Expert Commentary: How Many Drones do we Need?

It depends. If we’re talking about the number of drones America needs, the answer has to be “all of ’em,” because we haven’t begun to see the explosion in the number of civilian drones in this country.

If we’re talking about the types of civil drones America will fly, the answer is different. I think the drone industry will go the way of the cell phone industry and neck down to a few major types of very safe, very reliable, very secure, and very flexible drones. The cell phone industry went from dozens of types of phones, all with their own operating system in the early 2000s, to a handful of phone types with just two operating systems (OS); Apples’ iOS and Google’s Android OS. Apple went with a tightly coupled hardware and OS approach and Google went with a loosely coupled hardware and OS approach. Together, they represent roughly 97% of the worldwide cell phone market.

Lessons from the Cell Phone Market

Why did the cell phone industry neck down two major operating systems in the past decade? Security and stability were the two driving factors. Apple’s iOS traces its lineage back to UNIX, an OS known for its security. Apple addressed stability issues by tightly coupling their hardware and operating systems. Unlike open systems, Apple has the luxury of writing code for a small number of hardware suites. It makes for a very stable, very secure platform. Google based its Android OS on Linux (essentially the open source version of UNIX) and made the code available to any cell phone manufacturer. Because Google can’t code to specific hardware, Android isn’t quite as secure as iOS nor as stable. It is, however, flexible and sales prove they made the right choice. Androids’ 80.7% of the market dwarfs iOS’s 17.7%.

I think the drone market will go the same way, but for different reasons. The smart phone market consolidated around two operating systems for security and stability. Drones need both security and stability, but add a third reason to consolidate—safety. Smart phones can do a lot of things, but plunging down on to your head from 400 ft with four propellers churning isn’t one of them.

A Focus on Safety

The FAA doesn’t require drones less than 55 lbs flown under Part 107 rules to conform to airworthiness standards but that doesn’t mean the insurance companies—or personal injury lawyers—will let manufacturers sell unsafe drones. Because Part 107 only allows operations within visual sight of a remote pilot, civil drones have been small and uncomplicated. The vast majority of civil drones in the U.S. weigh less than five pounds and these small drones self-certify their airworthiness, using industry standards versus formal FAA standards.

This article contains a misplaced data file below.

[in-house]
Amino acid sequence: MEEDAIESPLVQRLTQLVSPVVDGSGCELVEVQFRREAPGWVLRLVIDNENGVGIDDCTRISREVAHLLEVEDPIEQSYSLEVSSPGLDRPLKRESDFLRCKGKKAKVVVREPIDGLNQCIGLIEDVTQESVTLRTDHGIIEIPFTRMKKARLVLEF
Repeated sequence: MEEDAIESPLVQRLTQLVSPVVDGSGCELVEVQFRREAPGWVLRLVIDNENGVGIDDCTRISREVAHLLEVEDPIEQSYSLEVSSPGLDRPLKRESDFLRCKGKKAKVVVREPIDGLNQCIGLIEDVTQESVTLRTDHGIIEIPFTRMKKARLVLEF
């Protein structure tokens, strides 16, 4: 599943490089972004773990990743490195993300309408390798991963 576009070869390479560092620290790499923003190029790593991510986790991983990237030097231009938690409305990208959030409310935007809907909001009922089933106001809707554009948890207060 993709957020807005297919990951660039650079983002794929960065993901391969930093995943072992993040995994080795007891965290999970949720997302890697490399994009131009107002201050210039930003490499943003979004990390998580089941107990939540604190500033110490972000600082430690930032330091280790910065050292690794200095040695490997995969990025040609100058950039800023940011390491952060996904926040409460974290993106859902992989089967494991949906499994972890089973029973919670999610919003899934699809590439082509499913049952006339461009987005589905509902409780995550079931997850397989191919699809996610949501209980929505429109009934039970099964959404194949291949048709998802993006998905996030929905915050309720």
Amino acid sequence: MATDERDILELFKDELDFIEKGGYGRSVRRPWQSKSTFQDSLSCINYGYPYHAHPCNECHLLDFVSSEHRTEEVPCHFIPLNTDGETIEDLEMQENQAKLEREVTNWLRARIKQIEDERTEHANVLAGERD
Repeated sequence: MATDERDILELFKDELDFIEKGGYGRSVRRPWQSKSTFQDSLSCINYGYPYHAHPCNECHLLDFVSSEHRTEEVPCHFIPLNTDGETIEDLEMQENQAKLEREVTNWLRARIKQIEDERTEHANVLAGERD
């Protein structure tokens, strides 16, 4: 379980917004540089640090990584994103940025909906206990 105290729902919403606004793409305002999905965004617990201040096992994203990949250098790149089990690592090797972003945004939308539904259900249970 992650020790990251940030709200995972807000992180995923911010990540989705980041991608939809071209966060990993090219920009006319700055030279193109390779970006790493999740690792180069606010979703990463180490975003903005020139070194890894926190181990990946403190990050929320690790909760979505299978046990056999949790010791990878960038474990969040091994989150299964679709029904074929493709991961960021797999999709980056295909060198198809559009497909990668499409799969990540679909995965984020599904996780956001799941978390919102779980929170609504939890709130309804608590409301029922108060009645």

As I’ve said repeatedly, drones won’t be commercially viable until the FAA permits beyond line of sight operations (BLOS) and these larger, more complex drones will probably require FAA airworthiness certification. Airworthiness is not for the faint hearted; it took General Atomics years and tens of millions of dollars to make an MQ-1 Predator that complies with NATO airworthiness standards.

The need to have some sort of airworthiness—from self-certified to formal—will promote market consolidation into a small number of very safe, very airworthy platforms. I think the days of dozens of startups building a wide range of drones are over. The market now knows how to make safe small drones and aviation regulators now know how to certify large drones. Prepare to see the market coalesce into a handful of safe, flexible drone “trucks” that can easily swap sensors/cargo, supported by a vibrant software library that will spark missions that we can’t imagine now.

Enabling airworthy drones with a large mission software library (or a drone app store) leads back to the Apple versus Android approach to hardware integration. Just like the drone airframe consolidation, expect to see consolidation around a small number of very safe drone operating systems. The Apple approach would see a major manufacturer tightly integrating their hardware and OS, supported by published interface to permit an app store approach. The Android approach is more difficult for aviation because the actual flight control software portion of the OS must be tightly integrated with drone hardware to make it safe and airworthy. The Air Force has already addressed this problem with Universal Control Interface (UCI) standards. UCI only addresses data needed for drones to plan their missions, interact with air traffic control and process data. Actual flight control is handled by airframe specific flight software.

Where the Market is Going

Is there any current evidence of market consolidation? I think we already have our “Apple approach” with the People’s Republic of China’s (PRC) DJI. DJI is dominating the American consumer drone market with its tightly coupled hardware/OS approach. Their Phantom line is close to being the country’s universal small drone. Finding the “Android approach” takes more digging, but I think Insitu is on the right track—albeit for larger drones. Their Insitu Common Open Mission Management Command and Control (ICOMC2) software takes the UCI approach by strictly separating flight control software from mission software to maintain airworthiness while encouraging innovation via published interfaces for the mission software. The manufacturer is responsible for supplying the flight control software for their airframe, but the mission application software is open to anyone. Although it doesn’t have the market dominance of DJI’s Phantom, Insitu’s Scan Eagle is a proven, airworthy drone “truck” with a substantial market share of the larger drone market.

Will the unique aspects of aviation drive an Apple solution or will the open Android approach win out, just like it did with smart phones? Only time will tell…